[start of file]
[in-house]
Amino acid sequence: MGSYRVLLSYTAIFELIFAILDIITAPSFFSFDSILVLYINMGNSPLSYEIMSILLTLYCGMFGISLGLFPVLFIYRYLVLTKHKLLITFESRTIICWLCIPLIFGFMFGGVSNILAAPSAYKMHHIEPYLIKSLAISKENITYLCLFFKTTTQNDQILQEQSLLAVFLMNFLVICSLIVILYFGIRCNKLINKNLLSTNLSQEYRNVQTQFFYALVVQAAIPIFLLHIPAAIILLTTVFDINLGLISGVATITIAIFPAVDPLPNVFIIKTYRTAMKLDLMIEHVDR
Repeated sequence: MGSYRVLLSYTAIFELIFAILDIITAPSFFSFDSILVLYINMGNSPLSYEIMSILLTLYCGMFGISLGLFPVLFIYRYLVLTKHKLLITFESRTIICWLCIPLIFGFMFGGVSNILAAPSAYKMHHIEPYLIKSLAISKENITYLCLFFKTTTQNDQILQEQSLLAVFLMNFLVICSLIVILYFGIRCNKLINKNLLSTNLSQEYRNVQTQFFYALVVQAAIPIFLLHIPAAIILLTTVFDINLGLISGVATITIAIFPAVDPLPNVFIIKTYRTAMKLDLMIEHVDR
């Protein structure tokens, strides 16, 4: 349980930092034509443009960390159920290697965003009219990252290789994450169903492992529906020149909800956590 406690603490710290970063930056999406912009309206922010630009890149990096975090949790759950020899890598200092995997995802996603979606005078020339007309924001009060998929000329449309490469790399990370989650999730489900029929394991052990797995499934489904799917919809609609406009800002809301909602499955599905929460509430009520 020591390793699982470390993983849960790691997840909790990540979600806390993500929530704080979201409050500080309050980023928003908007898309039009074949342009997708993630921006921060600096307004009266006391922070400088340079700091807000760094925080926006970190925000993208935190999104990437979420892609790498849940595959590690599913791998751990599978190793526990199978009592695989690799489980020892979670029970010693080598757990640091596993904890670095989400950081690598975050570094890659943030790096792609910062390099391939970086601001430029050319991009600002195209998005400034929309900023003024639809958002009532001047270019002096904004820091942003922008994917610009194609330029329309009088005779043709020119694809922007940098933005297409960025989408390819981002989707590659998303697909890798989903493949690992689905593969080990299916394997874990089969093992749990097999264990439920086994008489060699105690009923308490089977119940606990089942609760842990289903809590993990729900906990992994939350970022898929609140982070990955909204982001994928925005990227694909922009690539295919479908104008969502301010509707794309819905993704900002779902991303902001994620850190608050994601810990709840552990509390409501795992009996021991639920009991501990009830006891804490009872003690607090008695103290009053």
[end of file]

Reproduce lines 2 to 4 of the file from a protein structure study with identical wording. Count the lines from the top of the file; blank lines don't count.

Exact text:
Amino acid sequence: MGSYRVLLSYTAIFELIFAILDIITAPSFFSFDSILVLYINMGNSPLSYEIMSILLTLYCGMFGISLGLFPVLFIYRYLVLTKHKLLITFESRTIICWLCIPLIFGFMFGGVSNILAAPSAYKMHHIEPYLIKSLAISKENITYLCLFFKTTTQNDQILQEQSLLAVFLMNFLVICSLIVILYFGIRCNKLINKNLLSTNLSQEYRNVQTQFFYALVVQAAIPIFLLHIPAAIILLTTVFDINLGLISGVATITIAIFPAVDPLPNVFIIKTYRTAMKLDLMIEHVDR
Repeated sequence: MGSYRVLLSYTAIFELIFAILDIITAPSFFSFDSILVLYINMGNSPLSYEIMSILLTLYCGMFGISLGLFPVLFIYRYLVLTKHKLLITFESRTIICWLCIPLIFGFMFGGVSNILAAPSAYKMHHIEPYLIKSLAISKENITYLCLFFKTTTQNDQILQEQSLLAVFLMNFLVICSLIVILYFGIRCNKLINKNLLSTNLSQEYRNVQTQFFYALVVQAAIPIFLLHIPAAIILLTTVFDINLGLISGVATITIAIFPAVDPLPNVFIIKTYRTAMKLDLMIEHVDR
């Protein structure tokens, strides 16, 4: 349980930092034509443009960390159920290697965003009219990252290789994450169903492992529906020149909800956590 406690603490710290970063930056999406912009309206922010630009890149990096975090949790759950020899890598200092995997995802996603979606005078020339007309924001009060998929000329449309490469790399990370989650999730489900029929394991052990797995499934489904799917919809609609406009800002809301909602499955599905929460509430009520 020591390793699982470390993983849960790691997840909790990540979600806390993500929530704080979201409050500080309050980023928003908007898309039009074949342009997708993630921006921060600096307004009266006391922070400088340079700091807000760094925080926006970190925000993208935190999104990437979420892609790498849940595959590690599913791998751990599978190793526990199978009592695989690799489980020892979670029970010693080598757990640091596993904890670095989400950081690598975050570094890659943030790096792609910062390099391939970086601001430029050319991009600002195209998005400034929309900023003024639809958002009532001047270019002096904004820091942003922008994917610009194609330029329309009088005779043709020119694809922007940098933005297409960025989408390819981002989707590659998303697909890798989903493949690992689905593969080990299916394997874990089969093992749990097999264990439920086994008489060699105690009923308490089977119940606990089942609760842990289903809590993990729900906990992994939350970022898929609140982070990955909204982001994928925005990227694909922009690539295919479908104008969502301010509707794309819905993704900002779902991303902001994620850190608050994601810990709840552990509390409501795992009996021991639920009991501990009830006891804490009872003690607090008695103290009053």